Entrepreneurs of color are central to our economic recovery from COVID-19
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For centuries, small businesses owned by people of color have contributed to the fabric of this nation’s innovation and economic growth. Between 2007 and 2017, businesses owned by people of color grew 10 times faster than the overall growth rate for U.S. small businesses during the same period, and today entrepreneurs of color operate more than 8 million businesses. But despite the tremendous impact this community has on local and national economies, small business owners of color have faced unique challenges when trying to start and grow a business due to discrimination in our banking system and society as a whole — problems that were greatly exacerbated by the COVID-19 pandemic. Without a concerted federal effort to truly invest in a diverse and equitable business ecosystem, entrepreneurs of color will continue to face systemic barriers and won’t survive the next crisis.

It’s no secret that Black and Latino-owned businesses not only faced the brunt of revenue loss and business closures, but they encountered more challenges in accessing federal emergency relief programs like the Paycheck Protection Program (PPP) and received less funding than their white counterparts. This is due to longstanding inequities in our traditional banking system, a process that favors larger businesses over smaller, women- and minority-owned businesses.

For example, while Black-owned businesses are more likely to apply for bank financing, less than half of those applications are fully funded. Lenders require businesses to supply overwhelming, extensive, and antiquated collateral for loan applications, making it difficult for smaller businesses to secure a traditional loan without additional assistance and resources. In fact, prior to the pandemic, women and minority-owned businesses received just over 4 percent and 5 percent of conventional loans, respectively.

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These challenges have in turn enabled predatory lending practices that have preyed on minority-owned businesses in plain sight for years. Unlike payday loans for consumers, online and other alternative small business financing companies operate in an almost entirely unregulated market where it is legal for bad actors to disguise their fees or fail to provide that information altogether.

Expanding access to responsible credit and capital would help prevent these unfair lending practices and create a more level playing field for all small businesses. Too many entrepreneurs of color have shared their stories of crushed dreams because of a desperate need for a cash infusion to avoid indefinite closure. This is why we need more federal grants and low-cost loans for businesses owned by people of color that have been left behind by federal relief efforts, as well as federal passage of the Truth in Lending Act for small businesses, which would require more transparency and fairness in commercial lending to combat egregious predatory lending practices.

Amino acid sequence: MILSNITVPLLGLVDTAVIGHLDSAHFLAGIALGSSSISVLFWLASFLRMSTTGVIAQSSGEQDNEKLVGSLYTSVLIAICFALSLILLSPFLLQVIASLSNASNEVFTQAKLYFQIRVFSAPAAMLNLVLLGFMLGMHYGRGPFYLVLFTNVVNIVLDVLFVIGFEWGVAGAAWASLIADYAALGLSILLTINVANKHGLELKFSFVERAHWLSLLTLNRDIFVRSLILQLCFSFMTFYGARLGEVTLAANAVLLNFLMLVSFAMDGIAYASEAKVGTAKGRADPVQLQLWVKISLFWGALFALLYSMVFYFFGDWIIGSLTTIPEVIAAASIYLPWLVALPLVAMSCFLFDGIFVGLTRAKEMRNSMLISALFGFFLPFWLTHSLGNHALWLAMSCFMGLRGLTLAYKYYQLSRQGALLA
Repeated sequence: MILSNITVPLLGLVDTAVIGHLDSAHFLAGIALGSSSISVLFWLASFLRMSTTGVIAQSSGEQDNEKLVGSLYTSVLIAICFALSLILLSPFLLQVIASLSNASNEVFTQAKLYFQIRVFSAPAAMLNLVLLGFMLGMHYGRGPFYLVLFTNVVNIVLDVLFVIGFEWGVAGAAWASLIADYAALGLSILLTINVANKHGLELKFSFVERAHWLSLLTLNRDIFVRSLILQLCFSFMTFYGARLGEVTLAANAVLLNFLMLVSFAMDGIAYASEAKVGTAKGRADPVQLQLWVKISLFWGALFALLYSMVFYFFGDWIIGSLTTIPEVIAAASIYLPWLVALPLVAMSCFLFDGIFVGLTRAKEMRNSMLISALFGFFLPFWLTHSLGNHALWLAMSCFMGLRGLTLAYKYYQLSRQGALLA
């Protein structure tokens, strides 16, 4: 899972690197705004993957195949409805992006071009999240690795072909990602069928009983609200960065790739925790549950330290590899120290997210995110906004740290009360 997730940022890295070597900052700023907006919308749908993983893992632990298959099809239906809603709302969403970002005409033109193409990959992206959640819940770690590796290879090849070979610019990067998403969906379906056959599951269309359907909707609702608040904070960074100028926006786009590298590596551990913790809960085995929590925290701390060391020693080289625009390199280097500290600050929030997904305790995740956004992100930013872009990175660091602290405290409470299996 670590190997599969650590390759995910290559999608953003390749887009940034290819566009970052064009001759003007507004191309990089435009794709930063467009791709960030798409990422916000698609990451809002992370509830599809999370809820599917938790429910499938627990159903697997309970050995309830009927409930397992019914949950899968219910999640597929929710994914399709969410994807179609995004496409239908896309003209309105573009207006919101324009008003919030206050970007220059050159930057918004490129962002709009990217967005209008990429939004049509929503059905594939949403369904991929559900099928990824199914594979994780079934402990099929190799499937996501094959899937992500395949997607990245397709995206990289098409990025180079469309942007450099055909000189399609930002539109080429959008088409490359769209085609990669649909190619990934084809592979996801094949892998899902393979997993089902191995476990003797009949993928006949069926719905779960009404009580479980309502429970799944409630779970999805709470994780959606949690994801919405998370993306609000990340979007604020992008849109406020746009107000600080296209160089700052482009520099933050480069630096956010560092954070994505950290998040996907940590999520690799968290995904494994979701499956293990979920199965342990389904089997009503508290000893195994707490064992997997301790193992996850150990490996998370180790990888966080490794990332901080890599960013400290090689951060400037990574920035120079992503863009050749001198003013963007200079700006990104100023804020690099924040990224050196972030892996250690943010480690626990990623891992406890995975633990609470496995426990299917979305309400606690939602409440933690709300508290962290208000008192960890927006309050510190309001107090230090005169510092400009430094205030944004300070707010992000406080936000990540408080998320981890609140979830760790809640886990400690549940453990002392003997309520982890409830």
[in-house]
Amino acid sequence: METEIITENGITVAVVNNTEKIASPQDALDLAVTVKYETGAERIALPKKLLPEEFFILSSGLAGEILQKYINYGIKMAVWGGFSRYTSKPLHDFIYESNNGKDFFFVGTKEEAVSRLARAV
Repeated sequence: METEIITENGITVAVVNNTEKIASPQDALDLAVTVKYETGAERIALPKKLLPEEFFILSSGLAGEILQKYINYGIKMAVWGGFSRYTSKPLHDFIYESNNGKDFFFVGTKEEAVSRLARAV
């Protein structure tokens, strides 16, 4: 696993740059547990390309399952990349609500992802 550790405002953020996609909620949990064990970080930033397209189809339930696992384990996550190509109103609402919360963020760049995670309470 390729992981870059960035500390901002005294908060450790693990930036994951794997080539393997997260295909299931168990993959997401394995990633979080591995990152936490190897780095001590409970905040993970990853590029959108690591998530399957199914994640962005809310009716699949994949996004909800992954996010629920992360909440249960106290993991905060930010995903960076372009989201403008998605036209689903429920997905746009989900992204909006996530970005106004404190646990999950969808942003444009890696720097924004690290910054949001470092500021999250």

Another inequity facing small business owners of color is access to affordable, quality health coverage. More small business owners of color recently identified obtaining health insurance coverage as a challenge during the pandemic than white business owners. Access to affordable health care has historically been unequal in communities of color, and some businesses have been forced to make difficult decisions between making payroll or reducing health care benefits during the pandemic. It’s clear that small business owners of color would benefit from smart health care policies — such as expanding the Affordable Care Act and making premium assistance provided by the American Rescue Plan permanent — that would ensure that quality health care is affordable, accessible and equitable.

Health care costs can be overwhelming for small business owners of color but establishing a strong and trusted local business mentorship culture specific to a minority-business is a unique obstacle to success. Entrepreneurs of color thrive when there is an abundance of social capital to help develop their business. They rely on community-based organizations and state and federal agencies to access critical business assistance and education. Since some businesses of color have historically seen fewer investments in their communities, Congress should provide the funding and resources necessary to support free and low-cost training that will help minority business owners strengthen their financial literacy, credit building and procurement opportunities.

The importance of creating a solid financial foundation and building a successful business model goes beyond the surface of a brick and mortar; building generational wealth is often the primary goal for entrepreneurs of color and their motivation to do what they can to keep their doors open. After all, entrepreneurship is the best avenue to build wealth after home ownership. But for far too long, people of color have been discouraged from pursuing their entrepreneurial dreams because of policies in place that are unfair and racially motivated. Now that we’re looking forward to a post-pandemic economy, we must prioritize legislation that will better position minority owners to withstand the next crisis.

While Congress may be quick to turn the page to the next issue, moving on is not as simple for small business owners of color. Let’s build long-term financial sustainability, promote a level playing field for minority-owned businesses, and acknowledge that predatory lenders often target communities of color. This starts with supporting policies that will close these gaps and promote meaningful and long-term relief for small business owners of color who are pursuing the American dream.

Sarkash government affairs director of Small Business Majority.